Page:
New York: They were the “gold-collar” workers: highly educated Chinese people working on Wall Street. Now, they are known as “sea turtles” as they head home to escape the financial storm.
Nearly 1,000 would-be turtles in business suits packed the ballroom of a New York hotel last Saturday, where they pitched themselves at a job fair for opportunities in Shanghai, China’s financial hub.
Among them was Dong Shaw, who had been working on Wall Street for the last eight years after doing a PhD at Columbia University.
“The crisis in the US is very severe. We’re having a serious shock that will reshape the landscape of Wall Street,” said Shaw, who is looking for jobs that match his expertise in model-driven stock selection.
Shaw currently does stock-picking at a hedge fund and has worked at Goldman Sachs Group Inc. and Bank of America Corp.
Like many at Saturday’s fair, Shaw is attracted to China’s relatively unscathed financial sector and still healthy growth prospects. “As a new market, China is full of opportunities,” the native of Shanghai said.
The worst financial crisis in decades has left the US economy mired in a recession since December 2007, claiming at least 2 million jobs so far. New York’s securities industry has lost 16,000 jobs and could lose a total of 38,000 by October, while another 10,000 could be axed in related fields such as banking, according to New York’s state comptroller.
Some cities and firms in China are quick to exploit the opportunity to attract back native talent. Saturday’s fair was led by the Shanghai municipal government and organized by about two dozen banks, insurers and securities firms from the city, including the Shanghai Stock Exchange.
New York was the last stop in the delegation’s efforts to poach back up to as many as 170 seasoned specialists in such fields as risk management and private wealth management. Its two earlier recruiting sessions in London and Chicago attracted a total of 1,200 people.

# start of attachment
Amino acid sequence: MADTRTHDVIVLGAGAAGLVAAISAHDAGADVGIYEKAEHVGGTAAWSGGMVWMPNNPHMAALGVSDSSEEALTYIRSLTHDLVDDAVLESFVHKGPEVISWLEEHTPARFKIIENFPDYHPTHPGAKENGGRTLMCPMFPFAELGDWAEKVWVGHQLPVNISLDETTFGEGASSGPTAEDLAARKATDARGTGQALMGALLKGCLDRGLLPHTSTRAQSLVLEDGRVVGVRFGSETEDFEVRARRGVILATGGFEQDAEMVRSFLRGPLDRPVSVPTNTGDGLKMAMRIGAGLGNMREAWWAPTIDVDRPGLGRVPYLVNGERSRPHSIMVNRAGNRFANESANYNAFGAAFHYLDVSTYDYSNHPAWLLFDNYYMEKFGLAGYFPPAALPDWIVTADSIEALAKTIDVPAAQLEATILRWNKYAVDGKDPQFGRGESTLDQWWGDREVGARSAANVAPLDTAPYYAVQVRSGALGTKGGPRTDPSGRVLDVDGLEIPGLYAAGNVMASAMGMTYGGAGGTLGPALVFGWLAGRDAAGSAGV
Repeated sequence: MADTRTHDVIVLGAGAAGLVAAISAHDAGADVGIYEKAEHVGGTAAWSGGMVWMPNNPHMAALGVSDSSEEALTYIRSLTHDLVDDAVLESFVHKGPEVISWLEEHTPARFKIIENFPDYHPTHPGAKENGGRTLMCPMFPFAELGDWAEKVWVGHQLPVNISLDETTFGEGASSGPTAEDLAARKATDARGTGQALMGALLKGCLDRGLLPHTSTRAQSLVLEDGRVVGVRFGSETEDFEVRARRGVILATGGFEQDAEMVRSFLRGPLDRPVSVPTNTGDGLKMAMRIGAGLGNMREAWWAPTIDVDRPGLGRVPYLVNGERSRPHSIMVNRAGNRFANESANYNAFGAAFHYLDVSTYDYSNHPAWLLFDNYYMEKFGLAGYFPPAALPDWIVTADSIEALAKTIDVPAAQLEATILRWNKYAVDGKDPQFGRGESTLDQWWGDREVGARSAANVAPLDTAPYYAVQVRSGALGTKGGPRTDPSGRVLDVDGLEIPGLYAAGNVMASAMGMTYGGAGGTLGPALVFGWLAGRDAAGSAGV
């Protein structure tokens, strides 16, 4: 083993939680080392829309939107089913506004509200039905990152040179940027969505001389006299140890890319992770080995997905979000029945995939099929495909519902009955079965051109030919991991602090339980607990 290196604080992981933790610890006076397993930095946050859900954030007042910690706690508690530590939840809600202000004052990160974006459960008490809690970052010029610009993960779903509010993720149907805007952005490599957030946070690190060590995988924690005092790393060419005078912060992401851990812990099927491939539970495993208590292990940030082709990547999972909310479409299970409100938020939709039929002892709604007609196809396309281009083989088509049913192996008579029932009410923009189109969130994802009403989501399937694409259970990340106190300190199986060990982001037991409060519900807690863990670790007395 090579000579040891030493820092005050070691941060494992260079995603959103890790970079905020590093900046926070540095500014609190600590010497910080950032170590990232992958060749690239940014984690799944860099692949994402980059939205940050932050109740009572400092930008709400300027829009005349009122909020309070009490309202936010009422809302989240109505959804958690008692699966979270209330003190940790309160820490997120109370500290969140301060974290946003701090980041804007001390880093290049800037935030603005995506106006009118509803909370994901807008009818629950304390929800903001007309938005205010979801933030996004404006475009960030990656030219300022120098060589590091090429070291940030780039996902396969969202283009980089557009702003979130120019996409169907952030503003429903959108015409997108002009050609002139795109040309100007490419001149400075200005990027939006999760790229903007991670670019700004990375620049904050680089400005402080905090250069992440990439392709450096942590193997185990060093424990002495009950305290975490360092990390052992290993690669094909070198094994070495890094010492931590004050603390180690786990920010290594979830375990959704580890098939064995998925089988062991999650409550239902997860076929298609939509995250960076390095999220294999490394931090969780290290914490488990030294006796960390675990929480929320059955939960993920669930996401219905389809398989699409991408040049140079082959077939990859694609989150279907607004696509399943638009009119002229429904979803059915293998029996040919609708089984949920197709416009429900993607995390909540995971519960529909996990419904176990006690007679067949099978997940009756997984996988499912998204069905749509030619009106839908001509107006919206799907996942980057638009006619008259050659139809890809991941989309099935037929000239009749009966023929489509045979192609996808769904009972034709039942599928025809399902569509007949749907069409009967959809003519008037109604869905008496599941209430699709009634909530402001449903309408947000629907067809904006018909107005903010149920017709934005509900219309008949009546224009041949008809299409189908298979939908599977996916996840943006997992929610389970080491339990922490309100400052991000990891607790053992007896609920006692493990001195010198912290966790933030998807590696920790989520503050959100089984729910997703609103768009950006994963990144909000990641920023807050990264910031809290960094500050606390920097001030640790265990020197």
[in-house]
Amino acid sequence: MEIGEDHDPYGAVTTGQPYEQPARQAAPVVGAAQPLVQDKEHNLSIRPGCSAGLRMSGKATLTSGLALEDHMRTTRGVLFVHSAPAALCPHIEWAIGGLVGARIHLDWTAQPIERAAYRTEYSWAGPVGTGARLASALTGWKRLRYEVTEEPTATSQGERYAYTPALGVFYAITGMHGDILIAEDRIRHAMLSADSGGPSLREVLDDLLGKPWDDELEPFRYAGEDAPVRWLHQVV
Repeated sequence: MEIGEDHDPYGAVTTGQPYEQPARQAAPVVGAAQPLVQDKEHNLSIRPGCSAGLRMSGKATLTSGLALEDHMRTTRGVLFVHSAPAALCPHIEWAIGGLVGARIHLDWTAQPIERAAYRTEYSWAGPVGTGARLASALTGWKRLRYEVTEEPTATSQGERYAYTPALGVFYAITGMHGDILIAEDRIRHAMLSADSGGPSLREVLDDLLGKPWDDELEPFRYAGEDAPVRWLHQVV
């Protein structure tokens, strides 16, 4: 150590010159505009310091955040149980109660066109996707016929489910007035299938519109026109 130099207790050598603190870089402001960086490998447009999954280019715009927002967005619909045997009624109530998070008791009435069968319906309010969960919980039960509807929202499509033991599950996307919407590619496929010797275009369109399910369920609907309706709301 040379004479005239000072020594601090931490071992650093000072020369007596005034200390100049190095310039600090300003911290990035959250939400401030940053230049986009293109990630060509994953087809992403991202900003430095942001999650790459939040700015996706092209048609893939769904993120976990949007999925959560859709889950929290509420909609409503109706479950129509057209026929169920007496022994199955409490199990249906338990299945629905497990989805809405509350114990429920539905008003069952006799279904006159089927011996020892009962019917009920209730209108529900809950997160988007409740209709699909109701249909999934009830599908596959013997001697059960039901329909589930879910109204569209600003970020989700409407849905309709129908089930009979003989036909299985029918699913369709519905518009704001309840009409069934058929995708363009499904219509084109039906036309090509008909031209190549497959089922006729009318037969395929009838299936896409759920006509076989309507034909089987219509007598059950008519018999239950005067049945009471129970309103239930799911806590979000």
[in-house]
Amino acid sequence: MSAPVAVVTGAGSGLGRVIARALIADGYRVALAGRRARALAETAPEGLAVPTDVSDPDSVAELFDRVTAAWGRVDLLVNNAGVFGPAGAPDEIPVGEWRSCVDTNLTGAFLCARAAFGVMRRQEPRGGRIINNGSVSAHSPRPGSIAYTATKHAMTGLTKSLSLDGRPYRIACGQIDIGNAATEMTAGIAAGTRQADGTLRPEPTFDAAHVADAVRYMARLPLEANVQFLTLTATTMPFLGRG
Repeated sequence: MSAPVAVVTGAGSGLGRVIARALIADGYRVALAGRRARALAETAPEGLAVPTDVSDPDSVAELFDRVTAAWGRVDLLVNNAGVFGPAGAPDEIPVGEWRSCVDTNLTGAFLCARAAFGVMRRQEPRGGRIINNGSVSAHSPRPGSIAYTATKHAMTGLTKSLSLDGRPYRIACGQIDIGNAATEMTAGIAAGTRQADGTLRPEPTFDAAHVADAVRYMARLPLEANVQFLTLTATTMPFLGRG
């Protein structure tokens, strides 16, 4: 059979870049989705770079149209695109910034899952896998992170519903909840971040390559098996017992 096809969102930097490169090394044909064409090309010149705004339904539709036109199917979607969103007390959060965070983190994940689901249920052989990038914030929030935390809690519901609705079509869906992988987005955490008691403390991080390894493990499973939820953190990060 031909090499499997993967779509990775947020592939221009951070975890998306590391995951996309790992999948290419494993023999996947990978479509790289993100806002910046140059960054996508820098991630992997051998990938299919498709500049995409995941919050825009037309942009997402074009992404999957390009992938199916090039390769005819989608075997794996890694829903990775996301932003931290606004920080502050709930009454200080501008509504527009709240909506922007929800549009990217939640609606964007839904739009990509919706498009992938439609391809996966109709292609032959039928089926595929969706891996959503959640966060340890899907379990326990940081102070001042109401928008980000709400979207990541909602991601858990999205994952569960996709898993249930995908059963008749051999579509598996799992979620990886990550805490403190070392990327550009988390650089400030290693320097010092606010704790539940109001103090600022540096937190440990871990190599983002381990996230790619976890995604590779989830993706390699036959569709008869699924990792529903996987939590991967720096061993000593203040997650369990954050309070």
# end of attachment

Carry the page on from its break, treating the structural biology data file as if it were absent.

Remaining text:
China is working hard to expand its talent pool and overseas Chinese, who offer both international experience and language and cultural skills, have often become an ideal option for local firms.
Of the 1.2 million Chinese people who have gone abroad to study in the past 30 years, only one-fourth have returned, says the Chinese government.
It’s been a tough year for many of the “gold-collar” Chinese on Wall Street. Some have lost jobs and most have seen their personal wealth shrink.
“This is an unusual time. For some, this is their first experience of being unemployed and they’re under enormous pressure,” said Tony Tang, president of The Chinese Finance Association, a non-profit gro-up based in New York. “Now these Chinese companies are giving out positions and many are contemplating it.”
To be sure, the Chinese economy is also hitting a bump this year as export demand evaporates in response to the global economic slowdown. Sagging asset values are another cause of concern, with the local stock market down about 70% this year, one of the worst performers in the world.
But, while unemployment is rising in China, there are still opportunities at the top of the labour market, especially for those with foreign education and experience.
Career International, a leading recruitment firm in Beijing, said there has been a jump in interest from Chinese employees on Wall Street. “Before the crisis, we were receiving about five resumes per week on average. Now, it’s two or three times of that,” Jun Xu, director of the firm’s financial services group, said over the phone from Beijing.